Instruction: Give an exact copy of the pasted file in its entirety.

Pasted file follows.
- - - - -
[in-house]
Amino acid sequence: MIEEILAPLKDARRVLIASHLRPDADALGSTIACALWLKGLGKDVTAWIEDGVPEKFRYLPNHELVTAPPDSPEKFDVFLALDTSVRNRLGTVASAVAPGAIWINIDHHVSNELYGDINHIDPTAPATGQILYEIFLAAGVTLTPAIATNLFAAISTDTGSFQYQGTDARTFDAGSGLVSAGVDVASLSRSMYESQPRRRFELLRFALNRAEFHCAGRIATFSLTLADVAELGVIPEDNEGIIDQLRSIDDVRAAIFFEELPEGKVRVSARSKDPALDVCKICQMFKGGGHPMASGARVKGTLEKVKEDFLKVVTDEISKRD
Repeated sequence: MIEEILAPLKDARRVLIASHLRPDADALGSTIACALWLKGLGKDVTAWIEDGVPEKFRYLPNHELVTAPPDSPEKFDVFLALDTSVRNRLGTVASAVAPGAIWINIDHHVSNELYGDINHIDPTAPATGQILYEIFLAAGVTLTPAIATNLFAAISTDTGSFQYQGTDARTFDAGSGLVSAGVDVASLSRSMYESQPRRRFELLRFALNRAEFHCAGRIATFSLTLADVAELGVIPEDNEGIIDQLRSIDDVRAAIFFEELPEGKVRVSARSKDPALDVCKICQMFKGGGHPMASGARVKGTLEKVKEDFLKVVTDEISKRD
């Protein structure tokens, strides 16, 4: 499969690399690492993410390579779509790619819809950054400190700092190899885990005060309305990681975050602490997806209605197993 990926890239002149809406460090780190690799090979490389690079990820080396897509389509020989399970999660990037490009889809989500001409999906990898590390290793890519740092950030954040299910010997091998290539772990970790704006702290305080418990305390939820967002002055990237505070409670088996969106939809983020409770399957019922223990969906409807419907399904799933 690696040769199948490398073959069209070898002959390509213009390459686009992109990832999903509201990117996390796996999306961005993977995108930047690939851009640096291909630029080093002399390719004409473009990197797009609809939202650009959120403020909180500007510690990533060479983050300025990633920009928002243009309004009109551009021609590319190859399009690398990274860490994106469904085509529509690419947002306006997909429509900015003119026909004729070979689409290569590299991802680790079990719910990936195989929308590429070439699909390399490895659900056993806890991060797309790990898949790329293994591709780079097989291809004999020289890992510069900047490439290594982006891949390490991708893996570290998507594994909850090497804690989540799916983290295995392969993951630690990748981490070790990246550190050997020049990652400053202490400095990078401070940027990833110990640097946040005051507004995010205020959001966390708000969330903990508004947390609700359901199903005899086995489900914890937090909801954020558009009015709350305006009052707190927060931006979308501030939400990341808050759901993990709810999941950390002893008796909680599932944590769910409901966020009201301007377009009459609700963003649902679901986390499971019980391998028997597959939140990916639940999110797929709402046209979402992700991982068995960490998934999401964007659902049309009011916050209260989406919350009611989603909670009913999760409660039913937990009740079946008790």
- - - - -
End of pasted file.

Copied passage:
[in-house]
Amino acid sequence: MIEEILAPLKDARRVLIASHLRPDADALGSTIACALWLKGLGKDVTAWIEDGVPEKFRYLPNHELVTAPPDSPEKFDVFLALDTSVRNRLGTVASAVAPGAIWINIDHHVSNELYGDINHIDPTAPATGQILYEIFLAAGVTLTPAIATNLFAAISTDTGSFQYQGTDARTFDAGSGLVSAGVDVASLSRSMYESQPRRRFELLRFALNRAEFHCAGRIATFSLTLADVAELGVIPEDNEGIIDQLRSIDDVRAAIFFEELPEGKVRVSARSKDPALDVCKICQMFKGGGHPMASGARVKGTLEKVKEDFLKVVTDEISKRD
Repeated sequence: MIEEILAPLKDARRVLIASHLRPDADALGSTIACALWLKGLGKDVTAWIEDGVPEKFRYLPNHELVTAPPDSPEKFDVFLALDTSVRNRLGTVASAVAPGAIWINIDHHVSNELYGDINHIDPTAPATGQILYEIFLAAGVTLTPAIATNLFAAISTDTGSFQYQGTDARTFDAGSGLVSAGVDVASLSRSMYESQPRRRFELLRFALNRAEFHCAGRIATFSLTLADVAELGVIPEDNEGIIDQLRSIDDVRAAIFFEELPEGKVRVSARSKDPALDVCKICQMFKGGGHPMASGARVKGTLEKVKEDFLKVVTDEISKRD
């Protein structure tokens, strides 16, 4: 499969690399690492993410390579779509790619819809950054400190700092190899885990005060309305990681975050602490997806209605197993 990926890239002149809406460090780190690799090979490389690079990820080396897509389509020989399970999660990037490009889809989500001409999906990898590390290793890519740092950030954040299910010997091998290539772990970790704006702290305080418990305390939820967002002055990237505070409670088996969106939809983020409770399957019922223990969906409807419907399904799933 690696040769199948490398073959069209070898002959390509213009390459686009992109990832999903509201990117996390796996999306961005993977995108930047690939851009640096291909630029080093002399390719004409473009990197797009609809939202650009959120403020909180500007510690990533060479983050300025990633920009928002243009309004009109551009021609590319190859399009690398990274860490994106469904085509529509690419947002306006997909429509900015003119026909004729070979689409290569590299991802680790079990719910990936195989929308590429070439699909390399490895659900056993806890991060797309790990898949790329293994591709780079097989291809004999020289890992510069900047490439290594982006891949390490991708893996570290998507594994909850090497804690989540799916983290295995392969993951630690990748981490070790990246550190050997020049990652400053202490400095990078401070940027990833110990640097946040005051507004995010205020959001966390708000969330903990508004947390609700359901199903005899086995489900914890937090909801954020558009009015709350305006009052707190927060931006979308501030939400990341808050759901993990709810999941950390002893008796909680599932944590769910409901966020009201301007377009009459609700963003649902679901986390499971019980391998028997597959939140990916639940999110797929709402046209979402992700991982068995960490998934999401964007659902049309009011916050209260989406919350009611989603909670009913999760409660039913937990009740079946008790």